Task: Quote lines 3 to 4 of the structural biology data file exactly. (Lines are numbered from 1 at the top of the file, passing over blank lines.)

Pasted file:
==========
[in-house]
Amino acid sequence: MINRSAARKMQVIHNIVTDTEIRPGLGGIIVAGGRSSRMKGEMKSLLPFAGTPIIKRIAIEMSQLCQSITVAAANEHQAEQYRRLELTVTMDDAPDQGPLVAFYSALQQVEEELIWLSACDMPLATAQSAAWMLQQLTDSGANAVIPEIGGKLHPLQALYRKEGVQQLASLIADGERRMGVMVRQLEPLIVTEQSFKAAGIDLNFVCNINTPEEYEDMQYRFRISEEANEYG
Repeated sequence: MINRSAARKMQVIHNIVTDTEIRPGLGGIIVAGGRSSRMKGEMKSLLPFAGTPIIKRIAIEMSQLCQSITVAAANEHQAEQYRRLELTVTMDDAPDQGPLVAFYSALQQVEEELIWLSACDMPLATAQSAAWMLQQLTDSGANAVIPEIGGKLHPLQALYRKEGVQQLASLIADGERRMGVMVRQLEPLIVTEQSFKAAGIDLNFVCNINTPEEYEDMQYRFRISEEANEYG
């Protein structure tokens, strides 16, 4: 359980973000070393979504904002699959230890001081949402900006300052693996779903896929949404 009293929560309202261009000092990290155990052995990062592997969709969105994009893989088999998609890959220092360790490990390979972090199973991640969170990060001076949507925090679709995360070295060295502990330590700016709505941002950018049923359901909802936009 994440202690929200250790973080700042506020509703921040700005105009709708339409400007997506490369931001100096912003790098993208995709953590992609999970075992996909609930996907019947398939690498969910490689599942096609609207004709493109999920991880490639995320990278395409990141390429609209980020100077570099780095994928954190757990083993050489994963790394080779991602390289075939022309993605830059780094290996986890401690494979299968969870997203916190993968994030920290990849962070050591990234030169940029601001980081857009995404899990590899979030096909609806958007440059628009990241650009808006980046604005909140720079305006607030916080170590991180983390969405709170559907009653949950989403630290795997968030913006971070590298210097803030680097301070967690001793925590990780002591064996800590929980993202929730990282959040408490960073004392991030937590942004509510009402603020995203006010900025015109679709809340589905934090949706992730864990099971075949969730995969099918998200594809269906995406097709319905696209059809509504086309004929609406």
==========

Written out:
Repeated sequence: MINRSAARKMQVIHNIVTDTEIRPGLGGIIVAGGRSSRMKGEMKSLLPFAGTPIIKRIAIEMSQLCQSITVAAANEHQAEQYRRLELTVTMDDAPDQGPLVAFYSALQQVEEELIWLSACDMPLATAQSAAWMLQQLTDSGANAVIPEIGGKLHPLQALYRKEGVQQLASLIADGERRMGVMVRQLEPLIVTEQSFKAAGIDLNFVCNINTPEEYEDMQYRFRISEEANEYG
């Protein structure tokens, strides 16, 4: 359980973000070393979504904002699959230890001081949402900006300052693996779903896929949404 009293929560309202261009000092990290155990052995990062592997969709969105994009893989088999998609890959220092360790490990390979972090199973991640969170990060001076949507925090679709995360070295060295502990330590700016709505941002950018049923359901909802936009 994440202690929200250790973080700042506020509703921040700005105009709708339409400007997506490369931001100096912003790098993208995709953590992609999970075992996909609930996907019947398939690498969910490689599942096609609207004709493109999920991880490639995320990278395409990141390429609209980020100077570099780095994928954190757990083993050489994963790394080779991602390289075939022309993605830059780094290996986890401690494979299968969870997203916190993968994030920290990849962070050591990234030169940029601001980081857009995404899990590899979030096909609806958007440059628009990241650009808006980046604005909140720079305006607030916080170590991180983390969405709170559907009653949950989403630290795997968030913006971070590298210097803030680097301070967690001793925590990780002591064996800590929980993202929730990282959040408490960073004392991030937590942004509510009402603020995203006010900025015109679709809340589905934090949706992730864990099971075949969730995969099918998200594809269906995406097709319905696209059809509504086309004929609406």